Background: Brief episodes of ischemia protect or "precondition" the heart and reduce the size of infarcts caused by subsequent sustained coronary artery occlusion, yet the mechanisms responsible for this cardioprotection remain unresolved. We tested the theory that translocation of protein kinase C (PKC) to the myocyte membranes, initiated in response to brief preconditioning ischemia and manifest during the initial minutes of the sustained occlusion, mediates this phenomenon by attempting to (1) blunt the cardioprotective effects of preconditioning by administration of the PKC inhibitors H-7 and polymyxin B, (2) visualize by fluorescence staining and confocal microscopy changes in the amount or location of PKC, and (3) quantify by incorporation of 32P into PKC-specific peptide changes in the subcellular distribution of PKC in preconditioned versus control hearts.
Methods and results: In the first three limbs of this study, anesthetized open-chest dogs underwent four 5-minute episodes of preconditioning ischemia or a comparable control period before 1 hour of sustained occlusion and 4 to 5 hours of reperfusion. Collateral blood flow was assessed with radioactive microspheres; area at risk (AR) was delineated by injection of blue dye; and the area of necrosis (AN) was measured by tetrazolium staining. AN/AR was smaller in preconditioned versus control dogs that received no treatment (6 +/- 2% versus 19 +/- 3%, P < .01), H-7 (2 +/- 2% versus 14 +/- 5%, P < .02), or polymyxin B (10 +/- 3% versus 29 +/- 5%, P < .01) during the preconditioning or control period. Additional dogs underwent four 5-minute episodes of ischemia, with biopsies obtained at baseline and after the first and fourth occlusions. Frozen sections were stained with a fluorescent probe for active PKC and viewed with confocal microscopy. No differences in the intensity or distribution of fluorescence staining were observed after brief ischemia compared with baseline. Finally, myocardial samples were obtained from dogs subjected to four 5-minute episodes of preconditioning ischemia and time-matched sham-operated controls. Incorporation of 32P into PKC-specific peptide revealed no quantitative difference in the subcellular distribution of PKC between control and preconditioned cohorts.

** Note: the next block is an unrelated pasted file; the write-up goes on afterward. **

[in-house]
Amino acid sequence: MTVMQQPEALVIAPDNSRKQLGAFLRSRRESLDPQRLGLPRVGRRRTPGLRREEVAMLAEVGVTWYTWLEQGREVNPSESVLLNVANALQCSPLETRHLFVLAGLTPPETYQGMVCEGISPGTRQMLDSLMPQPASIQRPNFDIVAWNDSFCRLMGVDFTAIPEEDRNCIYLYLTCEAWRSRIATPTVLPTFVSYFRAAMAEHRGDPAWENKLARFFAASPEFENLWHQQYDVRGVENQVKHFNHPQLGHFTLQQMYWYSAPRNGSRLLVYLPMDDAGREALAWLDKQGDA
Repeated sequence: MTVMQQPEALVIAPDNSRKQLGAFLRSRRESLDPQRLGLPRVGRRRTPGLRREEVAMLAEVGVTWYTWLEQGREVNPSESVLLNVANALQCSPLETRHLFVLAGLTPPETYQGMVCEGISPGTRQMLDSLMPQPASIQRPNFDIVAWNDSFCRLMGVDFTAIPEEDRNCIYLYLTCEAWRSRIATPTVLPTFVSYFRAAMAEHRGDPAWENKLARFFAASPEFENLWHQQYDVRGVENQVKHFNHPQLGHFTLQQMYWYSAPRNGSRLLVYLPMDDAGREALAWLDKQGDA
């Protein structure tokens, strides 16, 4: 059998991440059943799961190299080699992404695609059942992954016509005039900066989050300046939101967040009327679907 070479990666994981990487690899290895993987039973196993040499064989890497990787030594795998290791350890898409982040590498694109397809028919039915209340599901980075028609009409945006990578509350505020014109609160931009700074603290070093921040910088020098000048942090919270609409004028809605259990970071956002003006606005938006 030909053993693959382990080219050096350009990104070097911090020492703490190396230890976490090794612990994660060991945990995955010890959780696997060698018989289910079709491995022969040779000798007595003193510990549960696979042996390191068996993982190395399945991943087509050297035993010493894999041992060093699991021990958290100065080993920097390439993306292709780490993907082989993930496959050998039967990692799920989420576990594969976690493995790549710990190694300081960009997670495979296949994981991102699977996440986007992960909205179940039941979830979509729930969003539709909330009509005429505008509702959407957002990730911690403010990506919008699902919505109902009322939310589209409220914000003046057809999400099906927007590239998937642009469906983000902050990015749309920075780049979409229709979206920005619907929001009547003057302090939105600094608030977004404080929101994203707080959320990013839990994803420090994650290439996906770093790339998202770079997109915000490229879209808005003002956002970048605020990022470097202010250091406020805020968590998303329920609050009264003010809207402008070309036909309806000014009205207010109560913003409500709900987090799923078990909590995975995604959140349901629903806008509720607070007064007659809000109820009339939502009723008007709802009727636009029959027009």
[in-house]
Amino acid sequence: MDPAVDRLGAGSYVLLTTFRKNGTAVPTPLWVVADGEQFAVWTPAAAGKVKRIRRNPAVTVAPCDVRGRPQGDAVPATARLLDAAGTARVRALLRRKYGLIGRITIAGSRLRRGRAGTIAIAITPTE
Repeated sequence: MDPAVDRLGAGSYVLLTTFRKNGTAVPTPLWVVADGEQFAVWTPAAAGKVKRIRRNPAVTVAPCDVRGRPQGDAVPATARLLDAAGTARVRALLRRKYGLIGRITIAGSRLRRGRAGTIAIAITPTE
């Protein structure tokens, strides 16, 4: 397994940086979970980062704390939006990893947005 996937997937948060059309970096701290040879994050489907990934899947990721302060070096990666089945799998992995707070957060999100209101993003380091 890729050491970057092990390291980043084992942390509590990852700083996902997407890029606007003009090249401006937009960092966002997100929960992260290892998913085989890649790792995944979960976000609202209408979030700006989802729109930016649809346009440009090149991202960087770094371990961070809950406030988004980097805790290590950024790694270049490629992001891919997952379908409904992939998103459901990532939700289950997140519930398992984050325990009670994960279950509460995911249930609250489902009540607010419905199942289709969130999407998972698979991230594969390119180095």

Conclusions: H-7 and polymyxin B did not blunt the reduction in infant size achieved with ischemic preconditioning. Neither fluorescence staining and confocal microscopy nor biochemical quantification revealed evidence of preconditioning-induced translocation of PKC to the cell membranes. These results fail to support the hypothesis that translocation of PKC, triggered by preconditioning ischemia, is an important mechanism for the reduction in infarct size seen with preconditioning in the dog model.